This really hit me because it spoke to WHO gets to tell WHICH stories, and whose interests are being served by the stories being told.

Fallon goes on to say,

“Once again, I believe there is a political project afoot to make black women to feel woefully inadequate because they lack black hetero-male romantic partnership/marriage. And I think part of the political project is to cloak the dysfunctionality of capitalism and to warn other groups of women what will happen if they stray too far from appropriate feminine behaviors and identities?you will be blamed for the toxic social issues of your community and will be subjected to public ridicule on Nightline and other mainstream news shows?so be a good little girl . . . a ?well behaved? black girl.”

Be a good little Black girl or [Rabid US] Capitalism is coming for that ass, Word?

The voice and who has the right to speak for whom as been on my bird lately.

While doing research for my crack project, I was searching for articles on Friday on the psychology and how Black adolescent boys and girls made sense of the crime brought on by the crack epidemic, and all of the articles were about Black deviant boys and the code of the street. Im like the fuck? I knew dudes that hustled and were in college with good grades. Where is negro deviance in that situation? I was like wow…they really think our boys are animals.

Elijah Anderson’s work, in many ways, is the nucleus of this narrative. Elijah is an Awesome ethnographer, but this “Black boys are deviant” narrative is janky.? Has Anderson read Barry Michael Cooper’s “New Jack City Eats its Young?”

BMC provides both the conditions that allowed the crack epidemic to take root, but also historized it to show how violence works on a generational level and ties the crime commited by youth in the 80’s to the riots that happend in the 60’s in a really Martin Luther Kingian way.

Furthermore, BMC’s piece is the only thing I have seen that tells the story of the hood, on paper, from the ground up, with the voices of people who LIVED during the crack epidemic. But then again, I also just discovered In Search of Respect: Selling Crack in El Barrio, which I am looking forward to reading.

The issue with the pervasiveness of Andersons work is that the Department of Justice cosigns him as the truth and uses his theories to frame their polices on Black adolescent boys and violence.

But back to Steve and them.

Why are Black men on TV talking about WHO Black women are dating.

What does it mean that they are doing it on Nightline?

I am trying to wrap my head around what he is talking about and what I know about my life.

My crew is thorough.

One homie is a lawyer by day, an award winning filmmaker at night, who just completed her first? long form short that WE know will lead to her next deal.

Another runs a really popular blog,? with global reach, and is my writing/networking mentor.

Another homie is a photographer with The Post who is building her chops as a Black conceptual artist and getting ready to blow.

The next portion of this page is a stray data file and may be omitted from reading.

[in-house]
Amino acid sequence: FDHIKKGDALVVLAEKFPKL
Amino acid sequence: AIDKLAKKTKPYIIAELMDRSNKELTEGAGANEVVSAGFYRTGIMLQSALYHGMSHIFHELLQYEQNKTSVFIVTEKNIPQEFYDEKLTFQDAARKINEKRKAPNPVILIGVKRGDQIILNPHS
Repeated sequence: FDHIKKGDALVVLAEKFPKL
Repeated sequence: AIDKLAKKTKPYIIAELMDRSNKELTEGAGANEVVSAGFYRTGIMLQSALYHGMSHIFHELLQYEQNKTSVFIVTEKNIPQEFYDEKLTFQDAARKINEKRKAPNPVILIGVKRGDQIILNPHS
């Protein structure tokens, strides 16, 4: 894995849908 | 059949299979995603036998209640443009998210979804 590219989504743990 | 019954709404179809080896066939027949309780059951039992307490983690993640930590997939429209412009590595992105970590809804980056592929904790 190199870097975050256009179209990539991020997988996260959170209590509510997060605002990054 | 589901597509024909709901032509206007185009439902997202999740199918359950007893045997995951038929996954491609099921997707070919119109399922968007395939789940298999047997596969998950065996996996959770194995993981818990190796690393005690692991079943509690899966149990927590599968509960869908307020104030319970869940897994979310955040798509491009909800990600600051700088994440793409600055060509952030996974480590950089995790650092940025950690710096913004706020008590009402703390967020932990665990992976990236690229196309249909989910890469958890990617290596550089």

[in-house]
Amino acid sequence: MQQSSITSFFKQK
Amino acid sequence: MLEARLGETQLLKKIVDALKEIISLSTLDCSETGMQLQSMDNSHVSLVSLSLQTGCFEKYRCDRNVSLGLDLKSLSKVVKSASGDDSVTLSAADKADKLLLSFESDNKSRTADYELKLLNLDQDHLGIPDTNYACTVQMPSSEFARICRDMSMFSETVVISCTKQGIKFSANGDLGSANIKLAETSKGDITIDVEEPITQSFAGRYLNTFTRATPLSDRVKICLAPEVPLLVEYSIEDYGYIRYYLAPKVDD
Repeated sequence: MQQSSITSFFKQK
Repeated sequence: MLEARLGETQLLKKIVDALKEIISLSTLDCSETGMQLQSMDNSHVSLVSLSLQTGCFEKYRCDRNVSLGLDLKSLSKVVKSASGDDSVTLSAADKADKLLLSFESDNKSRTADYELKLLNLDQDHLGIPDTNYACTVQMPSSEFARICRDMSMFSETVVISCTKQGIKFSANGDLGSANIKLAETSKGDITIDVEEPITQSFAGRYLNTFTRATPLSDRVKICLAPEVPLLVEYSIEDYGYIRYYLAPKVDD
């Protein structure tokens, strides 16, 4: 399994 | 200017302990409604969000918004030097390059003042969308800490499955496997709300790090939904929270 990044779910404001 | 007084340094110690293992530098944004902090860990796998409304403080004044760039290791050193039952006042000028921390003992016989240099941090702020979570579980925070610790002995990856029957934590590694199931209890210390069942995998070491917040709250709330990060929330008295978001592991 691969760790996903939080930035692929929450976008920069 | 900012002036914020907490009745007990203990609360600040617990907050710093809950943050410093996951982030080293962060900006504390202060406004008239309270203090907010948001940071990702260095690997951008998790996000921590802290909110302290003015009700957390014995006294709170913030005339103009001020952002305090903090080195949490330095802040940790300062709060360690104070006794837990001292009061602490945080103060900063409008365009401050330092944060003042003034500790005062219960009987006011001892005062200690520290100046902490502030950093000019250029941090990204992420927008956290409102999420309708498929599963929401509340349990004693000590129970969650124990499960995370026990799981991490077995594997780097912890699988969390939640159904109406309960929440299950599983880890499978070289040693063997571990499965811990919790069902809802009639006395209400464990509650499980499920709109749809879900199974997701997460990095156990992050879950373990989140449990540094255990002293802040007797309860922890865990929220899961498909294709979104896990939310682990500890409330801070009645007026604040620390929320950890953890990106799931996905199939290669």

Another is working on teaching at a fancy liberal arts college and working on her dissertation in the north east.

Another is a doctoral student, heavily engaged in criminal justice and work rentry for Black women, church and archival work and a lecturer.

Another is in the throws of her dissertation, will be teaching in the fall and allways takes my phone calls, no matter what time (Love you.)

One more is a manager at a shelter for kids in NYC, who works from 10 to 10, is on call 24 hours a day 3 days a week, is exhausted AND LOVES her work.

You get my point. We thick.

And as I said to @Moyazb earlier today (which was really the genisis of this post,”

“The angst around dating is not at the center of our lives.”

We Live. Love. Work to pay the rent/mortgages. Take care of our nieces and nephews, little brothers and sisters. Make Art. Party. Pray. And try and make all of the people who invested in us over the years proud.

Yes we do trip off of our dating and Love lives,? if we are having a dry spell or a relationship is breaking our heart into hella little pieces, or if a Lover is janky, or we got stood up, or if the person on Match dot come was hot for two weeks then kinda fizzled out, but daggumit.

We human.

But we we ain’t as pressed as Steve and them make it seem. And when we do get that pressed, we feel it (we may marinate in some sorrows) and move on. Or hold on to it UNTIL can move on.

We human.

All this being said.

I am thinking of doing a Black Woman’s Sexuality/ Life choices oral history project.

In talking to @moyazb today,? she brought up how some Black feminists write about dating, but in many ways don’t do it personally which leaves some of what they are saying removed from readers in many ways.

Whereas, I’m trying to do some scholarly Zane shit. And that makes sense you know why? Because my grad school writing sample was based on this blog post. #ummhmm #getithowyoulive


The Nightline meme as punishment for not being feminine enough in the throws of rabid global capitalism?

Why are Black men talking about Black women’s dating habits?

Rather than be up in our dating lives, why not write about creating healthy Black men?

“Your Man is Lucky”

On the train tonight, I doubled backed to go and look for an earring that I lost.

If you know me, you know my earring game is serious.

I like them. They are little artistic pieces that I can wear everyday.

So. I was on a mission.
I’m exciting the train station and a man, who was cute in a rough around the edges,? chocolate Taye Diggs kinda way says:

Taye Diggs Cousin: Your man is really lucky.